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CONSTITUTIONAL VALIDITY OF RESTITUTION OF CONJUGAL RIGHTS




Abstract:

This article consists of the constitutional validity of restitution of conjugal rights in context with the cases of T. Sareetha and Saroj Rani Cases. This paper further talks about what is the meaning of conjugal rights in section 9 of Hindu Marriage Act, 1955. This paper also tries to link the personal laws with the fundamental rights of the Indian Constitution. It further goes on to explain how these rights violate article 19 of the Indian constitution but not article 14 and 21. The entire article is based on the problem as how restitution of conjugal rights are considered to an appropriate burden on the women and the scope of the paper is limited to the validation of restitution of conjugal rights in Indian constitution by focusing on some prominent cases.


At last this article also consists of some suggestions in the context of restitution of conjugal rights.


Key words: Restitution, conjugal rights, fundamental rights, personal laws.


Marriage is an important institution which has been recognized in all the personal laws of all the religions. With the passage of time, the complexities increased with areas such as divorce, judicial separation and conjugal rights and hence it became necessary to codify the laws relating to marriage in India. So, in the concept of marriage there exist certain rights between spouses which arise out of marital relationship with mutual relationship of companionship, support and sexual relations. Such kinds of rights are called as the conjugal rights. The word conjugal, means, “of relating to marriage or to married persons and their relationships”.[1]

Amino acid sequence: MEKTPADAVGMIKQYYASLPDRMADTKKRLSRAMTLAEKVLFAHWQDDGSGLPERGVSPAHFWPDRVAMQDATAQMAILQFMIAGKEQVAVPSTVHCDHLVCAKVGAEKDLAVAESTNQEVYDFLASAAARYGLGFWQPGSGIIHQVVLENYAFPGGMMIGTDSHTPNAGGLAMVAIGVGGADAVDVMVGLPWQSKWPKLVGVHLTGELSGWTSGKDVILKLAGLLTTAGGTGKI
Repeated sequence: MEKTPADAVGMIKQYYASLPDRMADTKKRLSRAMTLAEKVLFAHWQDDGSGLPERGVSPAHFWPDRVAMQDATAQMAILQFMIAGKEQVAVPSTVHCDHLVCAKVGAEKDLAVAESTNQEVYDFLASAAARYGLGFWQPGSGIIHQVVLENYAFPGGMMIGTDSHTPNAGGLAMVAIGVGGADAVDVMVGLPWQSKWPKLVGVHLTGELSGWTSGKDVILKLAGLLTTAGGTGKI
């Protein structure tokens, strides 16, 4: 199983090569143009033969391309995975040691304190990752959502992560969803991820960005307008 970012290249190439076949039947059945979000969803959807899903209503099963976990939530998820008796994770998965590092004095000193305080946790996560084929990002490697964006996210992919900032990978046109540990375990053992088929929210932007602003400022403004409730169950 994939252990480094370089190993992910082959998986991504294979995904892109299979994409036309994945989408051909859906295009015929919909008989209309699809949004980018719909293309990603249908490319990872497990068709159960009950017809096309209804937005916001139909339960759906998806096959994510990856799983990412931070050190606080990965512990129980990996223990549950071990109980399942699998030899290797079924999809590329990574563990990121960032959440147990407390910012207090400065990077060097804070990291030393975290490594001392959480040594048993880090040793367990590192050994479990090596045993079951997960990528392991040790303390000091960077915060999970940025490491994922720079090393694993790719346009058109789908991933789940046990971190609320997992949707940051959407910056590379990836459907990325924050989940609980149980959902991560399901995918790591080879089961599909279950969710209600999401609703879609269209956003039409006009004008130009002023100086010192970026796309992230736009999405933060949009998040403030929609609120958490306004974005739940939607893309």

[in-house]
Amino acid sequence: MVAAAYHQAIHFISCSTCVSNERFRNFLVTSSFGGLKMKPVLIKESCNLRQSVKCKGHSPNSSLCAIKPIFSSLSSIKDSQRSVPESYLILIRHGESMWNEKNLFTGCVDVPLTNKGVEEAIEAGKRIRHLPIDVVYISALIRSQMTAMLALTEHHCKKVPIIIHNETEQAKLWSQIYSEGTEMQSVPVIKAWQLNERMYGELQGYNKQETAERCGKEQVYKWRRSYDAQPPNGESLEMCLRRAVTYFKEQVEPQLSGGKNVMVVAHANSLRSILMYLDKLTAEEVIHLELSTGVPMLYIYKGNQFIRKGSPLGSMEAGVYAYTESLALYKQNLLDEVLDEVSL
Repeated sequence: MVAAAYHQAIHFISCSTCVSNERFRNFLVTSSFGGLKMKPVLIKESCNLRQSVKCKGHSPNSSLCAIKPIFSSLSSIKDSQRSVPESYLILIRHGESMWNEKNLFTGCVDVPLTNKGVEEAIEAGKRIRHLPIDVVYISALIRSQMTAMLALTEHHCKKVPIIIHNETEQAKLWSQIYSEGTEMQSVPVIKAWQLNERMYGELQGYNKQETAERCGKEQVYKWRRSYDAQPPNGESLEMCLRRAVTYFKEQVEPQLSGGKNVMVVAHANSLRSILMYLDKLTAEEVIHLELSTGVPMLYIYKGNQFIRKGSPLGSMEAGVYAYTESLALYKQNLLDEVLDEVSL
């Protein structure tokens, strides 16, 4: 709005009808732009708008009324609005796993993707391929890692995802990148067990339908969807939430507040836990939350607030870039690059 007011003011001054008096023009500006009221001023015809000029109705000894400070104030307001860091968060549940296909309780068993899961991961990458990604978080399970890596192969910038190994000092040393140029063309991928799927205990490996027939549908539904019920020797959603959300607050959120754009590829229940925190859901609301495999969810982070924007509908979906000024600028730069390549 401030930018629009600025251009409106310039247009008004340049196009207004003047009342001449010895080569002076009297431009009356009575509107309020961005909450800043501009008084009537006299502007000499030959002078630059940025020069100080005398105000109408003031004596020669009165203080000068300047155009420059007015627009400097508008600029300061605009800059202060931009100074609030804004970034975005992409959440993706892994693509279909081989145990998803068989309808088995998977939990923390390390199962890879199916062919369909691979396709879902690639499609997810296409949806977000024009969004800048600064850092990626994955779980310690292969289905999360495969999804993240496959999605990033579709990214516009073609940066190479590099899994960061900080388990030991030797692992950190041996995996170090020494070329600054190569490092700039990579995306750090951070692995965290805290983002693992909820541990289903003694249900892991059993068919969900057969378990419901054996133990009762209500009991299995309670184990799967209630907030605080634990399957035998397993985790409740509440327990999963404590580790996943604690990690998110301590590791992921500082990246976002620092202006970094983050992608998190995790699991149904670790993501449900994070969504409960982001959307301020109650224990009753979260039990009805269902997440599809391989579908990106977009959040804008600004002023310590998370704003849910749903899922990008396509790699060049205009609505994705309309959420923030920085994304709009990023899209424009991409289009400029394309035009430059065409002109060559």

When there occurs a separation in marriage, then a remedy in the form of restitution of conjugal rights is offered to the aggrieved party. But in the recent times, this has led to a lot of dilemma regarding the constitutional validity of restitution of conjugal rights because the guarantee given by the Indian Constitution to every citizen regarding the protection of fundamental rights has left some scope for ambiguity in this provision.

A decree of restitution of conjugal rights implies that the guilty party is ordered to live with the aggrieved party. Restitution of conjugal rights is the only remedy which could be used by the deserted spouse against the other. A husband or wife can file a petition for restoration of their rights to cohabit with the other spouse. But the execution of the decree of restitution of conjugal rights is very difficult. The court though is competent to pass a decree of restitution of conjugal rights, but it is powerless to have its specific performance by any law. Decree of restitution of conjugal rights could be passed in case of valid marriages only.


Section 9 of the Hindu Marriage Act, 1955 provides for restitution of conjugal rights which states that; “When either the husband or the wife has without reasonable excuse, withdrawn from the society of the other, the aggrieved may apply, by petition to the District Court, for Restitution of Conjugal Rights and the court; on being satisfied of the truth of the statements made in such petition and that there is no legal ground why the application should not be granted, may decree restitution of conjugal rights accordingly”.[2]


The constitutional validity of the provision for restitution of conjugal rights has time and again been questioned and challenged. The earliest being in 1983 before the Andhra Pradesh High Court in T.Sareetha v. T. Venkatasubbaiah[3] where the Honorable High Court held that the section was unconstitutional. The Delhi High Court in Harvinder Kaur v Harminder Singh[4] though had non-conforming views. Ultimately Supreme Court in Saroj Rani v. Sudharshan [5]gave a judgment which was in line with the Delhi High Court views and upheld the constitutional validity of the Section 9 of the Hindu Marriage Act, 1955 and over-ruled the decision given in T. Sareetha v. T. Venkatasubbaiah.